NEW YORK — For two halves and an overtime Thursday night, the former Michigan State and Big Ten basketball greats seated in the front row at Madison Square Garden begged Kansas State guard Markquis Nowell to shoot.
Mateen Cleaves, Steve Smith and others could beg, plead, cajole, pray — but why shoot when you can pass, pass and pass?
In an unforgettable, back-and-forth Sweet 16 clash against one of the premier brands in college basketball, Nowell battled through an apparent lower-body injury to deliver 20 points and 19 assists to help the No. 3 Wildcats knock off the No. 7 Spartans 98-93 in overtime to reach the Elite Eight.
And during a season that has exceeded even the rosiest expectations — the Wildcats had three losing seasons in a row before hiring new coach Jerome Tang, a longtime Baylor assistant — Nowell delivered an epic performance that will linger in program and NCAA history.
His 19 assists set a new NCAA men’s basketball tournament record, breaking the previous mark of 18 set by UNLV guard Mark Wade in the 1987 Final Four against Indiana.
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“Today was a special one, man,” Nowell said.
One assist in particular was special: With just under a minute left in overtime, Nowell gathered the ball near the Wildcats’ basket and looked toward Cleaves and NBA legend Isiah Thomas, mouthing to the former All-America guards, “Watch this.”
At the other end, Nowell tossed an alley-oop to teammate Keyontae Johnson to give KSU the 94-92 lead. If you’re looking for one of the great moments in program history, that was it — and even Cleaves had to respect what Nowell was putting together.
“I love him,” Cleaves said. “I love his game. I love everything about him. I love his leadership, I love his heart, his play-making ability. He makes everyone on the court better. He’s a winner.”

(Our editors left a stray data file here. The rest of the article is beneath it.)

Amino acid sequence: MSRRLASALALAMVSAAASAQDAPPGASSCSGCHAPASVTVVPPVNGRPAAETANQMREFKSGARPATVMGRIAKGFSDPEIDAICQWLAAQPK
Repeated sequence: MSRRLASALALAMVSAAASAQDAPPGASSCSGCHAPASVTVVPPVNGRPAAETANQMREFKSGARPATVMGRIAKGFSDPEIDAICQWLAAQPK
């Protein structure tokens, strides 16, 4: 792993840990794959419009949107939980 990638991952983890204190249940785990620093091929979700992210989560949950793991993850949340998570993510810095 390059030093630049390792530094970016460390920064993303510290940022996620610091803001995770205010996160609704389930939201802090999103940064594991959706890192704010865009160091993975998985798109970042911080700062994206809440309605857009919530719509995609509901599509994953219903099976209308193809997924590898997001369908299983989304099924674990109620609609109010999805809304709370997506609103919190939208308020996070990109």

With Nowell putting together one of the top runs by a point guard in recent tournament memory, Kansas State is back in the Elite Eight for the first time since 2018 and nearing the program’s first Final Four appearance in 60 years.
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The Wildcats will face the winner of No. 4 Tennessee and No. 9 Florida Atlantic to decide the East Region and a trip to the Final Four.
Playing back in his hometown, the former Arkansas-Little Rock transfer put on a clinic. The senior had 10 assists in the first half, dishing a series of crisp passes to teammates Johnson (22 points) and Ismael Massoud (15 points) to put the Wildcats ahead 43-38 at the break.
This despite suffering an injury on a short runner with 15:35 remaining. Nowell writhed on the floor under the Spartans’ basket for more than two minutes, grabbing his right ankle, before being helped off the court and toward the Kansas State tunnel.
But he quickly returned with tape on his ankle and reasserted himself after a Michigan State spurt had pushed the Spartans ahead. Not long after stepping back onto the court, Nowell banked in a miraculous 3-point heave as the shot clock expired to even the game at 55-55 with 12:42 left.
“He’s a dog, though, so I knew he’d fight through,” said junior forward David N’Guessan. “He lives for the big moment. He’s just a dog, man. That’s all I can tell you.”
Fittingly, Nowell delivered the assist on the game-clinching baskets, the dunk by Johnson that put KSU ahead for good and the clincher, a jumper from the right side by Massoud that made it 96-93 with 12.5 seconds remaining.
“I just wanted to do it for my teammates,” said Nowell. “I love being out there with these guys, and I wasn’t going to let a little injury like this that happens on the basketball court all the time to stop me from playing in the Sweet 16 and advancing to the Elite Eight.”
He then picked up a loose ball off the Spartans’ final possession and raced down the court to hit a layup as time expired, putting an exclamation point on a performance that may set a new benchmark for point guard play during March Madness.
“He’s just that guy,” said senior guard Desi Sills. “He’s just doing his thing — heart over height.”